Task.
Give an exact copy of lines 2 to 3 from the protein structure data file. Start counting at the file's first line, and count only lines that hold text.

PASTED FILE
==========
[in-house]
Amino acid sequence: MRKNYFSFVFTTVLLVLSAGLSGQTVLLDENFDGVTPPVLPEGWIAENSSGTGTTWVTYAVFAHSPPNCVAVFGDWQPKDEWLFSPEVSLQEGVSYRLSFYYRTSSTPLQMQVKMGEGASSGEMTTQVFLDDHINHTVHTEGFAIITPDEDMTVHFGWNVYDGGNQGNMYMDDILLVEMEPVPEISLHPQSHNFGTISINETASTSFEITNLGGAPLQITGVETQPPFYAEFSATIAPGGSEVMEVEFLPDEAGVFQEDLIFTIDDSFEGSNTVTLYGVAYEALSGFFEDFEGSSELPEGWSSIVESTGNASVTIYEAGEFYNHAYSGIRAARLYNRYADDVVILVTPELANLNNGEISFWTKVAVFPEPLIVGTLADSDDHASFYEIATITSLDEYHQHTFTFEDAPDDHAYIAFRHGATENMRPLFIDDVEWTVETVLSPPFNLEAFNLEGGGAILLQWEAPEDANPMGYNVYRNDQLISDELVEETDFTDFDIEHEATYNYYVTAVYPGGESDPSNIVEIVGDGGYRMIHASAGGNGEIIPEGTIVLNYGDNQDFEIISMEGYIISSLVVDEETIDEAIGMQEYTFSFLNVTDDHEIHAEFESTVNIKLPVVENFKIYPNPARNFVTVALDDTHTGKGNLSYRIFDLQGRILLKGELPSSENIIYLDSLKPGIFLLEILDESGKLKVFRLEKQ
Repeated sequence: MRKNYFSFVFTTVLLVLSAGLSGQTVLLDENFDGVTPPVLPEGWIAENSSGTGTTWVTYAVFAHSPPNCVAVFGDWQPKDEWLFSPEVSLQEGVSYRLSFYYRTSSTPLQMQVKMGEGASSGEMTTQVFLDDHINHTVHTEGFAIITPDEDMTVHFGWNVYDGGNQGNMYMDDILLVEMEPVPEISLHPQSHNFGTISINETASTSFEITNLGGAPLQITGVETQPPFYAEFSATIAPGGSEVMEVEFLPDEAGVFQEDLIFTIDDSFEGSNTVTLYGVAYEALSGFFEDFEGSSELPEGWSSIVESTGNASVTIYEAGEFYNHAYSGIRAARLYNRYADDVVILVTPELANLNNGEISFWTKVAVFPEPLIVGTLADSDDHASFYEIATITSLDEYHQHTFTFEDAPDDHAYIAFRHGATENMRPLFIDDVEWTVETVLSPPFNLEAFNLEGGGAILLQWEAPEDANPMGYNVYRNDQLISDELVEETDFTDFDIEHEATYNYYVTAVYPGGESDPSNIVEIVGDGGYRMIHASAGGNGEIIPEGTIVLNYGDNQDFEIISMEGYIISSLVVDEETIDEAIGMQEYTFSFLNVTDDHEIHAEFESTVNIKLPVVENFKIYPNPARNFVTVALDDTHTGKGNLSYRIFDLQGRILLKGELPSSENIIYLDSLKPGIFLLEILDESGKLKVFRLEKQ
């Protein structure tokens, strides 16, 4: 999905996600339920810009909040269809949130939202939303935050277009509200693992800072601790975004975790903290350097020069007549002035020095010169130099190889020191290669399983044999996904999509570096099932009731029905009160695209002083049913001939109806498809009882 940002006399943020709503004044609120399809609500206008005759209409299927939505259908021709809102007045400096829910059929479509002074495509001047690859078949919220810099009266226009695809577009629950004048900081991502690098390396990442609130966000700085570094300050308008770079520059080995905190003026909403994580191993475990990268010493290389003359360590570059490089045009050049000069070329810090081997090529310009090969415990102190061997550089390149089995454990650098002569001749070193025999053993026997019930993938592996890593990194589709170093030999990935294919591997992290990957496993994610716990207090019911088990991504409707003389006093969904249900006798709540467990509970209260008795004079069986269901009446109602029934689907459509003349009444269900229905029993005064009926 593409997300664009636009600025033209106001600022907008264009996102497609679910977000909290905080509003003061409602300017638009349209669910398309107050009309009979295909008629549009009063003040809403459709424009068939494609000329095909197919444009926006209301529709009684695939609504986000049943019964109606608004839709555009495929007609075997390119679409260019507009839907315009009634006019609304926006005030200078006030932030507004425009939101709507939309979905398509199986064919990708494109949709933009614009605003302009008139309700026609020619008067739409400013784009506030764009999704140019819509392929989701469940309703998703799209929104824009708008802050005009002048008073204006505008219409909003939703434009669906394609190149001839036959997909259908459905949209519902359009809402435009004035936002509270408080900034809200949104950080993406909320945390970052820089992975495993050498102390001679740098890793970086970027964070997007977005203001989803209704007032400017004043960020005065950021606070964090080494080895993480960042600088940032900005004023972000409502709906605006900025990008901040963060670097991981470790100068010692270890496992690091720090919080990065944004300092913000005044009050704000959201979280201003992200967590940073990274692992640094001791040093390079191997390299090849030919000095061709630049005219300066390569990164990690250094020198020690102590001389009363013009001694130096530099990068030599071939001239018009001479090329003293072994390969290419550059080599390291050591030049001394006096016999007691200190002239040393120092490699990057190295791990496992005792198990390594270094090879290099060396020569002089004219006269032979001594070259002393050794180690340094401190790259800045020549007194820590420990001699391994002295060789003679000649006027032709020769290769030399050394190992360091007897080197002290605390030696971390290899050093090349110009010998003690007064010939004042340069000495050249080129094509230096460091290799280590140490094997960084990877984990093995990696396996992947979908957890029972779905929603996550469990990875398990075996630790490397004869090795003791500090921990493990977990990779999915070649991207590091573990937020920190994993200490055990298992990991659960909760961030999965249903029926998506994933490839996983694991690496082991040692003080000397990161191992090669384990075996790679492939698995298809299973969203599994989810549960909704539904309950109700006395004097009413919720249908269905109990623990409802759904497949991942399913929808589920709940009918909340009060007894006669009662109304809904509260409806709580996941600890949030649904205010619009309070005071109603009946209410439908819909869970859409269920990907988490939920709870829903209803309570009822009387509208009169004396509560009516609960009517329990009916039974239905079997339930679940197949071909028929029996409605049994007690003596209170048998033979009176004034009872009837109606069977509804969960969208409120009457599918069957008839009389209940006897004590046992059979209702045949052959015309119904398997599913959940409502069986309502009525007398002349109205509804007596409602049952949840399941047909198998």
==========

Amino acid sequence: MRKNYFSFVFTTVLLVLSAGLSGQTVLLDENFDGVTPPVLPEGWIAENSSGTGTTWVTYAVFAHSPPNCVAVFGDWQPKDEWLFSPEVSLQEGVSYRLSFYYRTSSTPLQMQVKMGEGASSGEMTTQVFLDDHINHTVHTEGFAIITPDEDMTVHFGWNVYDGGNQGNMYMDDILLVEMEPVPEISLHPQSHNFGTISINETASTSFEITNLGGAPLQITGVETQPPFYAEFSATIAPGGSEVMEVEFLPDEAGVFQEDLIFTIDDSFEGSNTVTLYGVAYEALSGFFEDFEGSSELPEGWSSIVESTGNASVTIYEAGEFYNHAYSGIRAARLYNRYADDVVILVTPELANLNNGEISFWTKVAVFPEPLIVGTLADSDDHASFYEIATITSLDEYHQHTFTFEDAPDDHAYIAFRHGATENMRPLFIDDVEWTVETVLSPPFNLEAFNLEGGGAILLQWEAPEDANPMGYNVYRNDQLISDELVEETDFTDFDIEHEATYNYYVTAVYPGGESDPSNIVEIVGDGGYRMIHASAGGNGEIIPEGTIVLNYGDNQDFEIISMEGYIISSLVVDEETIDEAIGMQEYTFSFLNVTDDHEIHAEFESTVNIKLPVVENFKIYPNPARNFVTVALDDTHTGKGNLSYRIFDLQGRILLKGELPSSENIIYLDSLKPGIFLLEILDESGKLKVFRLEKQ
Repeated sequence: MRKNYFSFVFTTVLLVLSAGLSGQTVLLDENFDGVTPPVLPEGWIAENSSGTGTTWVTYAVFAHSPPNCVAVFGDWQPKDEWLFSPEVSLQEGVSYRLSFYYRTSSTPLQMQVKMGEGASSGEMTTQVFLDDHINHTVHTEGFAIITPDEDMTVHFGWNVYDGGNQGNMYMDDILLVEMEPVPEISLHPQSHNFGTISINETASTSFEITNLGGAPLQITGVETQPPFYAEFSATIAPGGSEVMEVEFLPDEAGVFQEDLIFTIDDSFEGSNTVTLYGVAYEALSGFFEDFEGSSELPEGWSSIVESTGNASVTIYEAGEFYNHAYSGIRAARLYNRYADDVVILVTPELANLNNGEISFWTKVAVFPEPLIVGTLADSDDHASFYEIATITSLDEYHQHTFTFEDAPDDHAYIAFRHGATENMRPLFIDDVEWTVETVLSPPFNLEAFNLEGGGAILLQWEAPEDANPMGYNVYRNDQLISDELVEETDFTDFDIEHEATYNYYVTAVYPGGESDPSNIVEIVGDGGYRMIHASAGGNGEIIPEGTIVLNYGDNQDFEIISMEGYIISSLVVDEETIDEAIGMQEYTFSFLNVTDDHEIHAEFESTVNIKLPVVENFKIYPNPARNFVTVALDDTHTGKGNLSYRIFDLQGRILLKGELPSSENIIYLDSLKPGIFLLEILDESGKLKVFRLEKQ